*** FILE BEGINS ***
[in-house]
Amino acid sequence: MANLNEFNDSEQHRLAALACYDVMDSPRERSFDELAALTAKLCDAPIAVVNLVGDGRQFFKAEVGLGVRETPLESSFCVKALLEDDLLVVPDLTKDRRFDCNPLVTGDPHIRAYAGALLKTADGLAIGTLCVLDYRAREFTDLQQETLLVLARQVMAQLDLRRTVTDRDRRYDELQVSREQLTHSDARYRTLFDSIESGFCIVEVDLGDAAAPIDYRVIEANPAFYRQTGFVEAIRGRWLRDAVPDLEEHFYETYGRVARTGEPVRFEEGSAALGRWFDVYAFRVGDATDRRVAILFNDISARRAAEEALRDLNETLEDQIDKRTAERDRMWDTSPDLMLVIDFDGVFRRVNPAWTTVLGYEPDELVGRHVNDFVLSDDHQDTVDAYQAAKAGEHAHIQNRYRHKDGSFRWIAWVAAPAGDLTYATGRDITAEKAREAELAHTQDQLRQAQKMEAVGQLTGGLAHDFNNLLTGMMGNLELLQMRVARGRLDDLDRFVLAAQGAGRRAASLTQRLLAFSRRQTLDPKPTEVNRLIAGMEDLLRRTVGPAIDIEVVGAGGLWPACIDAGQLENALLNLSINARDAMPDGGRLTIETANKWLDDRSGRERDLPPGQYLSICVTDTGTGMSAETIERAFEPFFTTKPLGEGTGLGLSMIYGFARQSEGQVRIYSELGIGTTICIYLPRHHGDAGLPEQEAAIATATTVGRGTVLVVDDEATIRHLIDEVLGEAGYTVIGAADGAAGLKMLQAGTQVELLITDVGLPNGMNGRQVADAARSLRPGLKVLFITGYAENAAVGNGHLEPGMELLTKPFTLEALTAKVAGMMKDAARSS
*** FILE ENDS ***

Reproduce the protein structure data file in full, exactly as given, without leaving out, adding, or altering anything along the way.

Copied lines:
[in-house]
Amino acid sequence: MANLNEFNDSEQHRLAALACYDVMDSPRERSFDELAALTAKLCDAPIAVVNLVGDGRQFFKAEVGLGVRETPLESSFCVKALLEDDLLVVPDLTKDRRFDCNPLVTGDPHIRAYAGALLKTADGLAIGTLCVLDYRAREFTDLQQETLLVLARQVMAQLDLRRTVTDRDRRYDELQVSREQLTHSDARYRTLFDSIESGFCIVEVDLGDAAAPIDYRVIEANPAFYRQTGFVEAIRGRWLRDAVPDLEEHFYETYGRVARTGEPVRFEEGSAALGRWFDVYAFRVGDATDRRVAILFNDISARRAAEEALRDLNETLEDQIDKRTAERDRMWDTSPDLMLVIDFDGVFRRVNPAWTTVLGYEPDELVGRHVNDFVLSDDHQDTVDAYQAAKAGEHAHIQNRYRHKDGSFRWIAWVAAPAGDLTYATGRDITAEKAREAELAHTQDQLRQAQKMEAVGQLTGGLAHDFNNLLTGMMGNLELLQMRVARGRLDDLDRFVLAAQGAGRRAASLTQRLLAFSRRQTLDPKPTEVNRLIAGMEDLLRRTVGPAIDIEVVGAGGLWPACIDAGQLENALLNLSINARDAMPDGGRLTIETANKWLDDRSGRERDLPPGQYLSICVTDTGTGMSAETIERAFEPFFTTKPLGEGTGLGLSMIYGFARQSEGQVRIYSELGIGTTICIYLPRHHGDAGLPEQEAAIATATTVGRGTVLVVDDEATIRHLIDEVLGEAGYTVIGAADGAAGLKMLQAGTQVELLITDVGLPNGMNGRQVADAARSLRPGLKVLFITGYAENAAVGNGHLEPGMELLTKPFTLEALTAKVAGMMKDAARSS